The highest peak of Benedictine life
Popes had been in France before, but never in such splendour as when Urban II proceeded towards the Benedictine Abbey of Cluny. He had been a novice there then a prior. Now, as Pope, he had come to consecrate the high altar of the great unfinished church of St. Pierre, the largest (after St. Peter's in Rome) and, to all contemporaries, the most glorious in Europe. The church would not be finished f or 35 years (in 1130 another pope, Innocent II, would consecrate it), but already it measured more than 600 feet in length and stood at a vaulted height of 100 feet -- the first such height in medieval architecture. But now on October 25, 1095, in full pontificals and surrounded by all the members of his court, Pope Urban II addressed his former brothers and colleagues. They had reached "so high a stage of honour and religion," he thought, ''that without doubt Cluny surpassed all other monasteries, even the most ancient.'' Just as Christ on the Cross had committed His mother to the beloved disciple John, so now he, Christ's vicar, would commit the Church to their care. "Vos estis ibex mundi," he concluded, ''You are the light of the world.''
Cluny had been great since its foundation hi 910 by the pious Duke William of Aquitaine and the courteous and scholarly Abbot St. Berno of Burgundy. Its abbots (over half a dozen were canonized) had been men of the highest character and ability. Next to the pope, they were the most important and powerful ecclesiastics in the Latin Church. Cluny's monks (from among whom at least two popes were chosen) had reached to the highest levels of scholarship, biblical, patristic, classical and historical. It was the chief centre of religious influence in Europe. And by the fourteenth century its daughter abbeys had increased and multiplied across Europe -- from England to Poland and even to the Holy Land -- to some 1,700 foundations housing more than 10,000 monks.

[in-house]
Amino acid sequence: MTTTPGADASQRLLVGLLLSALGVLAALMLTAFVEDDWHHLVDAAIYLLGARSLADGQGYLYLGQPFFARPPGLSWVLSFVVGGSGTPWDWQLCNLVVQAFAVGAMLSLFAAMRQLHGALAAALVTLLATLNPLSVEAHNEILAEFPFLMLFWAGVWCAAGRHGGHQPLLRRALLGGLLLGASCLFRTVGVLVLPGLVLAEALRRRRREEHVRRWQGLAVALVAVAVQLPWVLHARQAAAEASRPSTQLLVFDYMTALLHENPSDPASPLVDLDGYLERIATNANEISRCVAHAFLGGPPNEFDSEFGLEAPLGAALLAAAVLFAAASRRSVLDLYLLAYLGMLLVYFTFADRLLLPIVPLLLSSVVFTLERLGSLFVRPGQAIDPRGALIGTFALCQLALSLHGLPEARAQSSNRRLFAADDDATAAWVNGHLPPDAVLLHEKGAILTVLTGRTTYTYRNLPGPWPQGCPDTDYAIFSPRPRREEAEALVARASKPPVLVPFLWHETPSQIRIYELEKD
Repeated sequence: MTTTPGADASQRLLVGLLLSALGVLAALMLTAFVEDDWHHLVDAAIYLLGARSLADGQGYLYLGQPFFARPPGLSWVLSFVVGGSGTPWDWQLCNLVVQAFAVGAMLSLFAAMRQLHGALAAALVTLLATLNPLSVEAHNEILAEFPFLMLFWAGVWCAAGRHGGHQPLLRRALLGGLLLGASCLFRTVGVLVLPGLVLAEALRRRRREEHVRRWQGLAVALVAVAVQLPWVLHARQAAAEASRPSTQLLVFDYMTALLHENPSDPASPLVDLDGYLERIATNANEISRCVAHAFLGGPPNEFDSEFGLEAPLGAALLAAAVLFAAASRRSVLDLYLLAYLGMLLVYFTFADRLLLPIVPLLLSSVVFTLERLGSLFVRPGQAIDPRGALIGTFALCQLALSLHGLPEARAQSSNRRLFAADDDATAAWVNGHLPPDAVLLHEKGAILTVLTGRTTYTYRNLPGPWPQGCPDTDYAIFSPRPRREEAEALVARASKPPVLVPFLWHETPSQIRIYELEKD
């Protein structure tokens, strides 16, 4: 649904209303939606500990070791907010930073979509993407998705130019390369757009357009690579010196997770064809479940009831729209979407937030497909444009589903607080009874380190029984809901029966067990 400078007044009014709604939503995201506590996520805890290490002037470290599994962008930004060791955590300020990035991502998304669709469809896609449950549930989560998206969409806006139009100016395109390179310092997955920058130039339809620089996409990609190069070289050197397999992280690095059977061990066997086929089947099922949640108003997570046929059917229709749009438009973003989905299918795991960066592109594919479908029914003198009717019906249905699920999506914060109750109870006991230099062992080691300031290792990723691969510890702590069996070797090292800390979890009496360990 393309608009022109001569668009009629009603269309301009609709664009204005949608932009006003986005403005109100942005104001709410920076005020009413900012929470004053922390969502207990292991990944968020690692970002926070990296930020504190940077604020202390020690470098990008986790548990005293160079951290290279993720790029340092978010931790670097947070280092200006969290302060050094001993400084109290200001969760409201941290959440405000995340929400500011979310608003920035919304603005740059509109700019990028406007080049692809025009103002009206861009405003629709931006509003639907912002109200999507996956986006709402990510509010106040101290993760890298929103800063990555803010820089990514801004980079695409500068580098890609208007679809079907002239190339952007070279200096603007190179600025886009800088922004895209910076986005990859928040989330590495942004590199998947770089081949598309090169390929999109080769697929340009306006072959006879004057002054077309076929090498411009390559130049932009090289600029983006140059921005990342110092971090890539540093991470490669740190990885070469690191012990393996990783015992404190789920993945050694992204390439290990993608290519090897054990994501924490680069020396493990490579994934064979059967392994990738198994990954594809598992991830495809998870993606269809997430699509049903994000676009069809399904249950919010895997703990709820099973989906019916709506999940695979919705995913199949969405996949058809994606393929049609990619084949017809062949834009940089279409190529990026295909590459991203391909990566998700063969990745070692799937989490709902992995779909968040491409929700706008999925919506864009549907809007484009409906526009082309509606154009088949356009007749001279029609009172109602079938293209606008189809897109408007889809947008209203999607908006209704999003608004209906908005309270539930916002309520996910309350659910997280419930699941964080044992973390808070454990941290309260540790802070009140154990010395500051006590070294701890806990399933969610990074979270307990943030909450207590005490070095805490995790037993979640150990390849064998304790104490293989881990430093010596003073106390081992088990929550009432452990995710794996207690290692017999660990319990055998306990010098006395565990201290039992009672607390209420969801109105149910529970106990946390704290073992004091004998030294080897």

In fact, the presence and influence of Cluny was everywhere. The monks were the chaplains and promoters of the pilgrimage to Compostela and after Urban II's proclamation of the First Crusade in 1095, they became the foremost advocates of the great movement to free the Holy Land.
Essentially the monks were reformers. Efficient propagandists and men of action they counselled, supported, and strengthened the papacy during its long struggle with the secular power of the Holy Roman Empire. Austere and dedicated to the obligations of clerical life, they imposed discipline and preached conversion concentrating especially on the subjects of clerical marriage, lay investiture, and the traffic in bishoprics. Courteous, discriminating, and understanding, they sang choir and held services that were uniquely sumptuous and stately. They reshaped the liturgies and the chant of the Church.
The monks of Cluny knew how to be successful. Unlike other religious of the Benedictine tradition they linked each of their foundations to one another hierarchically. The will of their abbot was supreme. Cluny was thus more than a great abbey. It was, throughout the Middle Ages and until its suppression in 1790, a vast institution and an international system. Also it was a house unparalleled for learning and scholarship. In 1300, for example, the library boasted some 800 volumes -- a figure that outstripped that of all other monasteries. Cluny had succeeded in joining profound spirituality and broad culture. There the long development of the Benedictine life, begun at Monte Cassino about 540, had reached its highest and finest peak.
It seemed that Christianity could go no further. "l saw a Paradise,"' wrote St. Peter Damian in about 1050. "What else can I call the Monastery of Cluny?"